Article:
UFCo. Spaces

United Fruit Company Architectural Spaces

Our project examines the infrastructural compositions, secluded agricultural settlements—enclaves— and typical architectural forms resulting from the operations of the United Fruit Company (UFCo.) in the hinterlands of the province of Limón, within the Caribbean region of Costa Rica, between 1890 and 1930. We seek to explore possible entanglements between railroad construction, spatial organisation, land administration policies, massive agricultural practices, environmental control strategies, building technology application, climatology, and labor regulations present in these spaces. Through the systematic review of archived materials, including cartographies, blueprints, photographies, and correspondence, we will perform an interdisciplinary analysis aimed to identify propensities and architectural characteristics in these spaces. Our work aims to make a direct contribution towards architectural and environmental histories in Costa Rica. We argue that our analysis could cast partial light over the current proliferation of industrial parks, tech campuses, free trade zones, and special tourism areas in Costa Rica. By focusing exclusively on the UFCo.’s spaces, we expect to exhibit how the operations of transnational corporations have had a historical tendency to impact matters of environmental and territorial sovereignty through the establishment of particular spatial configurations and through the introduction and use of certain infrastructural artifacts and architectural forms.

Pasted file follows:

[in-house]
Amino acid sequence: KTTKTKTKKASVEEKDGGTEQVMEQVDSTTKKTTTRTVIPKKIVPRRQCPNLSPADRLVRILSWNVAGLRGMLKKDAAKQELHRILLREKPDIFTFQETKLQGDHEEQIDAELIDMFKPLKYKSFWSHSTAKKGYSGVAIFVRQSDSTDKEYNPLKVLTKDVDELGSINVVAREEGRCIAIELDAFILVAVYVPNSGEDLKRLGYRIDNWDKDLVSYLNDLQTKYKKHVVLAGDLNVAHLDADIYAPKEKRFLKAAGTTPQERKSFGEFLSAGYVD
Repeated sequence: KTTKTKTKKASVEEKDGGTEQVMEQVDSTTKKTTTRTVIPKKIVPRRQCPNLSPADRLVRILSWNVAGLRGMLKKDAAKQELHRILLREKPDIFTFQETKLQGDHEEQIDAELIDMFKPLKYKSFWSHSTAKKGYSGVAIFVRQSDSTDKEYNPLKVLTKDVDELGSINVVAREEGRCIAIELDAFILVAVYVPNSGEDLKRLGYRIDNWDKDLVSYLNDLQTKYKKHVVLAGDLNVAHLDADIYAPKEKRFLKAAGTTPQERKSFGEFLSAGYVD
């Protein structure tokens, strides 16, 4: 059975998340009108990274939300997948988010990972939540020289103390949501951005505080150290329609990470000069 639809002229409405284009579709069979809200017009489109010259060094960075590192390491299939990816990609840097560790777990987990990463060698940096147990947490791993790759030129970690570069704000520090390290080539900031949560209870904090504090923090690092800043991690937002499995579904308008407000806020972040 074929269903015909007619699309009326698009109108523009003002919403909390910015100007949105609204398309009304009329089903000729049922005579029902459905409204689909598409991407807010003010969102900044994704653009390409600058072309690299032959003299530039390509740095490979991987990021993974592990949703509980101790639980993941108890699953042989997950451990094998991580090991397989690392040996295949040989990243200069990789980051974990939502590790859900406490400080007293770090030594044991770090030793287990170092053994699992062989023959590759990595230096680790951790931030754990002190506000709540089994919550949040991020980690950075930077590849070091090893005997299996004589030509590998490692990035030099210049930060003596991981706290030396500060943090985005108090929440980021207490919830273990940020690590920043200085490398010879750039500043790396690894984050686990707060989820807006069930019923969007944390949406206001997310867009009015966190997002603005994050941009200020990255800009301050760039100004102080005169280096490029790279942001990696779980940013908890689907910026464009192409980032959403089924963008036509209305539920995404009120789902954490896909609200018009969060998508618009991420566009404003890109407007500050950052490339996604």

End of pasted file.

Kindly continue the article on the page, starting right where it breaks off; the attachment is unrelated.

Researchers: M.Sc. Andrés Jiménez Corrales (geographer), M.Sc. Luis Durán Segura (anthropologist), Dr. Emily Vargas Soto, Dr. Natalia Solano-Meza.

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